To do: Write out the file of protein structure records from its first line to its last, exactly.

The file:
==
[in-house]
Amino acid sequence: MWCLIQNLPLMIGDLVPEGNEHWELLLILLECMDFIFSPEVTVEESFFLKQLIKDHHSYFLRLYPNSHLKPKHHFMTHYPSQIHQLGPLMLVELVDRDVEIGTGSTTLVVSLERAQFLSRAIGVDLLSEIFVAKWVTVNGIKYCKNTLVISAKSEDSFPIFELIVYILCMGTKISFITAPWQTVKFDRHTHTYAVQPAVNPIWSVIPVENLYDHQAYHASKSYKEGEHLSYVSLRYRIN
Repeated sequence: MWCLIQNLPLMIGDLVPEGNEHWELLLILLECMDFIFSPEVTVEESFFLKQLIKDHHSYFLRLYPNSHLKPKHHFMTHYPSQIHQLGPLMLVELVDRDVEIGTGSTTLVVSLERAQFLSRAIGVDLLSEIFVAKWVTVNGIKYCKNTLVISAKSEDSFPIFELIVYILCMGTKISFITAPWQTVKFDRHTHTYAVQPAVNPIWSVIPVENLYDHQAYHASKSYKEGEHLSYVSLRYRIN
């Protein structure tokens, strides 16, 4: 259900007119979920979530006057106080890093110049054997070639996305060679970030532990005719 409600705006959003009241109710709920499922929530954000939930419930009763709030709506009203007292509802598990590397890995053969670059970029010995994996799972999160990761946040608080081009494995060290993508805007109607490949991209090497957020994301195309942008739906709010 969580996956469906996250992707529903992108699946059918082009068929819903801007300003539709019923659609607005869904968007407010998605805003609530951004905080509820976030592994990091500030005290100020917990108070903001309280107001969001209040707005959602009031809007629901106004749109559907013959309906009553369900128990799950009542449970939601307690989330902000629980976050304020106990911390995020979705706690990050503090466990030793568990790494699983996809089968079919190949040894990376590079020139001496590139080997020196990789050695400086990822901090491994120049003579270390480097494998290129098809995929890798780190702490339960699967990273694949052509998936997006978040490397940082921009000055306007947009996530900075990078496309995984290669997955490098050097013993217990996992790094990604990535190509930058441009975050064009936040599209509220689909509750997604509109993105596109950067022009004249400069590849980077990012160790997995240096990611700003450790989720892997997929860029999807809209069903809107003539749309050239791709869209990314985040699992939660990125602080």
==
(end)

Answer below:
[in-house]
Amino acid sequence: MWCLIQNLPLMIGDLVPEGNEHWELLLILLECMDFIFSPEVTVEESFFLKQLIKDHHSYFLRLYPNSHLKPKHHFMTHYPSQIHQLGPLMLVELVDRDVEIGTGSTTLVVSLERAQFLSRAIGVDLLSEIFVAKWVTVNGIKYCKNTLVISAKSEDSFPIFELIVYILCMGTKISFITAPWQTVKFDRHTHTYAVQPAVNPIWSVIPVENLYDHQAYHASKSYKEGEHLSYVSLRYRIN
Repeated sequence: MWCLIQNLPLMIGDLVPEGNEHWELLLILLECMDFIFSPEVTVEESFFLKQLIKDHHSYFLRLYPNSHLKPKHHFMTHYPSQIHQLGPLMLVELVDRDVEIGTGSTTLVVSLERAQFLSRAIGVDLLSEIFVAKWVTVNGIKYCKNTLVISAKSEDSFPIFELIVYILCMGTKISFITAPWQTVKFDRHTHTYAVQPAVNPIWSVIPVENLYDHQAYHASKSYKEGEHLSYVSLRYRIN
């Protein structure tokens, strides 16, 4: 259900007119979920979530006057106080890093110049054997070639996305060679970030532990005719 409600705006959003009241109710709920499922929530954000939930419930009763709030709506009203007292509802598990590397890995053969670059970029010995994996799972999160990761946040608080081009494995060290993508805007109607490949991209090497957020994301195309942008739906709010 969580996956469906996250992707529903992108699946059918082009068929819903801007300003539709019923659609607005869904968007407010998605805003609530951004905080509820976030592994990091500030005290100020917990108070903001309280107001969001209040707005959602009031809007629901106004749109559907013959309906009553369900128990799950009542449970939601307690989330902000629980976050304020106990911390995020979705706690990050503090466990030793568990790494699983996809089968079919190949040894990376590079020139001496590139080997020196990789050695400086990822901090491994120049003579270390480097494998290129098809995929890798780190702490339960699967990273694949052509998936997006978040490397940082921009000055306007947009996530900075990078496309995984290669997955490098050097013993217990996992790094990604990535190509930058441009975050064009936040599209509220689909509750997604509109993105596109950067022009004249400069590849980077990012160790997995240096990611700003450790989720892997997929860029999807809209069903809107003539749309050239791709869209990314985040699992939660990125602080």